Values for CD81 overexpression were calculated against the signal for GAPDH (or β-actin), selected as endogenous, constitutively expressed control mRNAs for normalization. No difference was observed whether GAPDH or β-actin was used for all normalizations. The levels for NAcc or VTA samples from cocaine-injected rats were normalized to the levels for the samples from saline-treated animals within the same experiment. PCR amplifications were performed at least in triplicate from three-pooled samples isolated from separate pools of animals or cells and the PCR cycle number at which each assay target reached the threshold detection line was determined (threshold cycles, Ct value) using the second derivative of the reaction. The Ct of each gene was normalized against that of GAPDH (or β-actin). To determine the linearity and detection limit of the assay, cDNA samples were amplified for successive 10-fold dilutions in a series of real-time PCRs, using duplicate assay on each dilution, so that the correlation coefficient could be calculated from the standard curve of Ct values. Comparisons were made between cocaine and saline groups, significance was calculated using a two-tailed Student's t-test and the level of statistical significance was set at p < 0.05. Data were expressed as mean ± SEM. The ΔCt for each candidate was calculated as ΔCt = [Ct (candidate) − Ct (GAPDH or β-actin)]. The relative abundance of each target in each protocol can be calculated as the ratio between treated and untreated samples (Mühlbauer et al. 2004).
Immunocytochemistry on HEK293T cells. After infection cells were washed twice with 1 × phosphate-buffered saline (PBS), fixed with pre-warmed 4% Performic acid (PFA) for 30 min and washed again with 1 × PBS buffer. Cells were blocked for non-specific binding with 3% normal goat serum diluted in 1 × PBS for 20 min and incubated overnight at 4°C with mouse histidine tag antibody (MCA1396; Serotec, Oxford, UK) diluted 200-fold in 1 × PBS containing 1% normal goat serum and 0.1% Triton-X100. Cells were rinsed three times with 1 × PBS and incubated with the secondary antibody (Texas red-conjugated goat anti-mouse immunoglobulin G; Molecular Probes, Basel, Switzerland) diluted 1000 times in 1% normal goat serum and 0.1% Triton-X100 in the dark at room temperature for 3 h. Cells were washed three times with 1 × PBS and cover-slipped with a medium containing glycerol in 1 × PBS (AF1 mounting solution; Citifluor Ltd, Lucern, Switzerland). In all cases negative controls included omission or substitution of the primary antibody.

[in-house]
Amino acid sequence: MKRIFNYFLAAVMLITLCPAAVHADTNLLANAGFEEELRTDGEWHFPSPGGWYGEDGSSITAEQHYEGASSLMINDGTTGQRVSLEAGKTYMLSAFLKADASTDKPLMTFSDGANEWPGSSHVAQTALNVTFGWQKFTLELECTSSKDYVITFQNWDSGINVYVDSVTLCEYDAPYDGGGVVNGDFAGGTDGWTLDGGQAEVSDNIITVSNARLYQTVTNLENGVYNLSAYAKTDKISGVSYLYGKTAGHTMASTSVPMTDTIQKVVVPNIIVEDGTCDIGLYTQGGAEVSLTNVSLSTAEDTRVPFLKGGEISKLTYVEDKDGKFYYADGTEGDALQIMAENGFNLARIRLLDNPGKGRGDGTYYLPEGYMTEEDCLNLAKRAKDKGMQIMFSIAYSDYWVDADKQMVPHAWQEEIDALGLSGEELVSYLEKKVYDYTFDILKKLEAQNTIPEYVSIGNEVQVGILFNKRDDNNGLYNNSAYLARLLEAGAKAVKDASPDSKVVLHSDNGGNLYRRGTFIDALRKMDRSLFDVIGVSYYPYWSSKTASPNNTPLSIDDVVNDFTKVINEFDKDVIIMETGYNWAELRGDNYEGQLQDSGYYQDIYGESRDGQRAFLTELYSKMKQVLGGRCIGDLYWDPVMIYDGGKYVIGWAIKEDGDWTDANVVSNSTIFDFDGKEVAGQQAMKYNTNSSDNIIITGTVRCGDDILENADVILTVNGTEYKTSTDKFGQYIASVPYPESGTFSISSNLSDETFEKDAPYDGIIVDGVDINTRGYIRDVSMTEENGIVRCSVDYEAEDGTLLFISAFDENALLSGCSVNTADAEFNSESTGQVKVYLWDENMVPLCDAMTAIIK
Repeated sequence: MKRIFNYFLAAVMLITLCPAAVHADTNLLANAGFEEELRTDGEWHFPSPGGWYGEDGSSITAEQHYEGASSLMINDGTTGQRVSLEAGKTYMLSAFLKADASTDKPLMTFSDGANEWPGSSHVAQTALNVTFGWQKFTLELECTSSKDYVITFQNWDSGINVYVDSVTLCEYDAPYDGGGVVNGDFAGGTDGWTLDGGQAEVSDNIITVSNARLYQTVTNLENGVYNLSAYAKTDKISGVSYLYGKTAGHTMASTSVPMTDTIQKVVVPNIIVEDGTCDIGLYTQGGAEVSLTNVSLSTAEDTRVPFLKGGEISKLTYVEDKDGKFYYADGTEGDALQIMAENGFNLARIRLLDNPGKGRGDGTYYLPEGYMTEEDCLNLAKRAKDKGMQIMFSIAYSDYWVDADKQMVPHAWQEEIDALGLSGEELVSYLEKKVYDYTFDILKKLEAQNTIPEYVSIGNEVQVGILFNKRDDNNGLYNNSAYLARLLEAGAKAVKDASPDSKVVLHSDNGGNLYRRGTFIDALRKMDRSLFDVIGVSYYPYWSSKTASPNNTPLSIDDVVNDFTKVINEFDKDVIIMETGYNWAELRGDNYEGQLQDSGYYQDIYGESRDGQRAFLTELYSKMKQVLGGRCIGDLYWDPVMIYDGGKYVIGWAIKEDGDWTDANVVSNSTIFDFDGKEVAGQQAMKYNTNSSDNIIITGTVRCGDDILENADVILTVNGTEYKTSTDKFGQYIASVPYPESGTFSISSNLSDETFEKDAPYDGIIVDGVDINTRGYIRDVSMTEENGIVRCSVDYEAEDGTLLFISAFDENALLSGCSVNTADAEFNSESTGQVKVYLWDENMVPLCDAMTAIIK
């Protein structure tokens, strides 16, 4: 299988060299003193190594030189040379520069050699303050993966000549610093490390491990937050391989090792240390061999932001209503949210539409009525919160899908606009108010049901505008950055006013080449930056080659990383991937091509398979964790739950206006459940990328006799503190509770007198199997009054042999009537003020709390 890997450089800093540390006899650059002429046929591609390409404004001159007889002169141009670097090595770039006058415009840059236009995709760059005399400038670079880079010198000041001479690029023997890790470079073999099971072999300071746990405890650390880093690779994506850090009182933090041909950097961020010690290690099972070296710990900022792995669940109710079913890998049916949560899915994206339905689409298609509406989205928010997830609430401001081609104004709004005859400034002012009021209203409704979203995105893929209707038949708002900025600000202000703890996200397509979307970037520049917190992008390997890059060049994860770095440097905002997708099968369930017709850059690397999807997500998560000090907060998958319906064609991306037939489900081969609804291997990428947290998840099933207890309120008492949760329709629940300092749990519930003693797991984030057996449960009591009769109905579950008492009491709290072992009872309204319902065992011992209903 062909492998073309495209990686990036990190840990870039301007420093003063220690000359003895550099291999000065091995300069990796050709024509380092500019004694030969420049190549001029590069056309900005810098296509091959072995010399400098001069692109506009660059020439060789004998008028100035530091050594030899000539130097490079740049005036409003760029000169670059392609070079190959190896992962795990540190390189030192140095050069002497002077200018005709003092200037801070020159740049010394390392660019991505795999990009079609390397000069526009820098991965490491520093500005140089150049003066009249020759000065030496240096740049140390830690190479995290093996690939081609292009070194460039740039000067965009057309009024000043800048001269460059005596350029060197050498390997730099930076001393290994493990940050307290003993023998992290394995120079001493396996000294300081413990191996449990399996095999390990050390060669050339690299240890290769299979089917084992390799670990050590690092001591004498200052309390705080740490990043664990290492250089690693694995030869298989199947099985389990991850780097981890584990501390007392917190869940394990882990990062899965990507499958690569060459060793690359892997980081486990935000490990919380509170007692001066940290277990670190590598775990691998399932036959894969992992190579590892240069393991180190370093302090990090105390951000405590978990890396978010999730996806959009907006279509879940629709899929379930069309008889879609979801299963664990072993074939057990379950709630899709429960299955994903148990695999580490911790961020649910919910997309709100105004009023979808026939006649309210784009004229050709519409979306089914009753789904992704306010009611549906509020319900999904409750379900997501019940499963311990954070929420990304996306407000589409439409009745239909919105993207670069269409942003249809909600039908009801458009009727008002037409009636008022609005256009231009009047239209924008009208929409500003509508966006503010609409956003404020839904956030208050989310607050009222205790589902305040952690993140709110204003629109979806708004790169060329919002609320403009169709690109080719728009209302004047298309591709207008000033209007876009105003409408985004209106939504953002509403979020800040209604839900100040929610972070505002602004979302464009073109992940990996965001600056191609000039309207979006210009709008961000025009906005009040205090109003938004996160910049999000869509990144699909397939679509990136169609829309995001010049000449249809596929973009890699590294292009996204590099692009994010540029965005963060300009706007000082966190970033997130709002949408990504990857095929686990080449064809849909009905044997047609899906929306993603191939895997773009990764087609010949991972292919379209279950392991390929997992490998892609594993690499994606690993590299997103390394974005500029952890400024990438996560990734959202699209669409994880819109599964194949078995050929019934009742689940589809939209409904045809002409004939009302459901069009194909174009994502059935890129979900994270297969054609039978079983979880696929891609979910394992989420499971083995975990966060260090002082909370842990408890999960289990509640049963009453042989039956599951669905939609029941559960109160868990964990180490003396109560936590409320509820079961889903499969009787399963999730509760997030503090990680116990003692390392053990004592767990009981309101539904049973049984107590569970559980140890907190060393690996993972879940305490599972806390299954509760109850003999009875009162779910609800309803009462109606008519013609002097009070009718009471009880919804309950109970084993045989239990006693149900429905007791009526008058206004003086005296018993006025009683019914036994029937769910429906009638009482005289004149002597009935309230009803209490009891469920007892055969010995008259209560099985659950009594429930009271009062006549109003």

Fluorescence microscopy. Stained cells were observed using a multifluorescence microscope (Axioplan 2 imaging; Zeiss, Zurich, Switzerland) with a × 63 objective and photographed using a multichannel camera (Axiocam; Zeiss) linked to acquisition software (Axiovision system 3.1). The fluorophore was detected with the appropriate detecting system (HAL 100). Texas red was exited by a 595-nm beam and detected through a light path ranging from 600 to 660 nm.
Quantification. Cells were photographed with a × 40 objective using a digital camera (Axiocam; Zeiss) attached to a multifluorescence microscope (Axioplan 2 imaging; Zeiss). Special care was taken to place the frame in the same location on each region analysed for each slide. Within each section, frame size was kept constant from slide to slide. The density of CD81-positive cells was calculated for each slide using the Scion software. Each image was transformed into TIFF format, normalized by subtracting the background. A semiautomatic cellular density measurement was then undertaken by calculating total pixel density at a fixed brightness level. Separate exposures were made for each section to ensure that density measurements were reproducible. The high mean level of pixel intensity correlated to high amounts of expression of CD81 in the specific area. anova followed by Scheffe F-tests was used for each set of CD81 immunoreactivity measurements. All results are expressed as mean ± SEM.
In vivo assays
Stereotaxic surgery and injection of the lentiviral vector